During the course of the divorce you may need to give your children more affection at different times. Kids may become more physically needy during the initial stages of a divorce, or become more emotional during this time frame.
We have given some great information this week on helping your children to cope with divorce. It is very important to go back and read the previous blogs- they are FULL of information and it builds on each other. Today I want to focus on the child's feelings and how important it is to reassure them. Make sure you allow them to talk about their feelings. It is very important for you to offer a forum for your kids to be real and honest with you about how they feel with all the changes going on around them. Make sure you give them permission to be sad, angry, hurt, or betrayed. Don't get defensive if they are upset with you. Validate their emotions with phrases like: "I know this is hard for you. You can tell me more if you like". Don't try to "fix" them or talk them out of their feelings. Just let them feel them (part of their grieving process) and talk about them. Don't make it about YOU! Many parents will use this as an opportunity to start sharing their pain as well. This is not appropriate. Your child needs you to focus on them and what they are feeling. When they are done telling you their feelings, then ask them, "Is there anything you need from me? I am here if you do." This lets them know you are open to hearing more if they would like to talk.
Reassure your child. Don't assume that your child "knows" you love them. They might not trust what they know anymore because everything is totally changing. What they once thought they knew (Mom and Dad will always be together) they can no longer trust. So they may question your love for them as well. Tell your child several times a day that you love them and will be there for them. This could be in multiple ways besides just verbally- leaving notes, spending quality time with them etc. However they receive love is good, as well as reassuring verbally. Stay involved in their life. Don't avoid your child's activities for fear of seeing your ex. Your child will be the one that suffers if you do.
It can be very difficult to navigate thru all this. It may feel overwhelming on top of being overwhelmed with your own grief. Remember, you will not be perfect. If you make a mistake, learn from it, apologize, and move forward.
Tomorrow Joleen will help with more tips as well as some great book recommendations. If you are going thru a divorce, and you feel too overwhelmed, give us a call. We all are experts in divorce recovery for adults and children. Thank you for reading!
Written by Natalie Chandler
Natalie Chandler, MA, LMHC is a therapist at Imagine Hope Counseling Group. Natalie enjoys doing marriage counseling, individual counseling, and couples counseling. We also specialize in family counseling, child, and adolescent counseling. Imagine Hope serves the Indianapolis area including the surrounding areas of Carmel, Fishers, Noblesville, Westfield, and Zionsville
Teri & Alexa have done an excellent job preparing a parent for how to tell a child they're divorcing. Now, let's discuss what you as a parent should do once the information has been shared and you've started the divorce process. Keep the adult information and decisions for adults only- It's a slippery slope to talk with your children about all the details of the divorce. Sharing too much with them can cause anxiety and confusion inside of a child. This includes not fighting with your ex around your child. Remember, your child has to carry whatever information they have seen or heard. More information than necessary can cause them to feel they are "growing up too fast" or that they are losing a piece of their childhood. Allow your kids to be kids and don't burden them with all of YOUR issues. They should not be your support system.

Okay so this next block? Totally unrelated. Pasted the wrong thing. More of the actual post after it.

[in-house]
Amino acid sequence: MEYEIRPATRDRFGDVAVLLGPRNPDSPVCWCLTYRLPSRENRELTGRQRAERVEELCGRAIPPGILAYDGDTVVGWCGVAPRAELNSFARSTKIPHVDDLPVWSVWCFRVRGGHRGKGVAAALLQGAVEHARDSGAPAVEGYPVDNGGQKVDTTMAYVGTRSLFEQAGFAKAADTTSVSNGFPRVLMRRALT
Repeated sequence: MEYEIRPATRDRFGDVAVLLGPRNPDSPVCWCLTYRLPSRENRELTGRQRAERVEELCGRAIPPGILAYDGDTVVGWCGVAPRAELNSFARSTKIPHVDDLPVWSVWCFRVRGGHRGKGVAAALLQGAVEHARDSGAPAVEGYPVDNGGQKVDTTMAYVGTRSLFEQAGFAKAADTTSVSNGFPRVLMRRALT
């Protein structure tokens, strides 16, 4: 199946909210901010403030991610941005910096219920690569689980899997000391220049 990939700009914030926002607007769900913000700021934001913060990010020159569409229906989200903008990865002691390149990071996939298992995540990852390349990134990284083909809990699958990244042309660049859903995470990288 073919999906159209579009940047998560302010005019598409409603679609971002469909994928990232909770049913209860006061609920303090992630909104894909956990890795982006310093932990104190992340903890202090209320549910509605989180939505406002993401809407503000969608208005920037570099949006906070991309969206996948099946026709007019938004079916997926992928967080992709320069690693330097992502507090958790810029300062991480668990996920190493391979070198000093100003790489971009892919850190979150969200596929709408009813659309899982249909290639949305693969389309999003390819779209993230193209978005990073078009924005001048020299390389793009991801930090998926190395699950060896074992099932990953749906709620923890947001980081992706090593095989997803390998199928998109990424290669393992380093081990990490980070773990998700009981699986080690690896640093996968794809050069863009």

Keep your negative comments to yourself- You divorced your spouse for a reason, but it is not necessary for you to share those reasons with your child! That is their parent and they are literally 50% of your child. That is part of who they are, like it or not. Hating your ex could equal (in your child's mind) that you hate your child too.
Be aware of feelings of divided loyalty-Often times kids will feel torn between parents. They may struggle if they had a great time at dad's house for the weekend, but may not want to tell mom about it because they don't want her to be hurt or left out. Even if it is hard for you to hear these types of things, it is important for you to encourage your child to be open about the good and bad of what goes on at the other parent's home. Your reaction to this is vital. If you make a face, sigh, or criticize, it will only tell your child to keep secrets from you and could create an emotionally unsafe environment.
It is so important to make sure children transition as smooth as possible during a divorce. As Teri and Alexa discussed previously, all children are affected by divorce. Some things are uncontrollable and going to happen as a natural result of divorce. However, these tips are things that you do have power over and will help them feel safe & secure throughout this very difficult time.
Thank you for reading, please check back in as Natalie will go over more tips and Joleen will wrap us up with some great resources!
Written by: Tamara Wilhelm MA, LMHC, LCAC
*Tamara enjoys doing marriage counseling, individual counseling, & couples counseling at Imagine Hope. We also specialize in family counseling, child & adolescent counseling. Imagine Hope serves the Indianapolis area, including the surrounding areas of Carmel, Noblesville, Zionsville, Westfield & Fishers.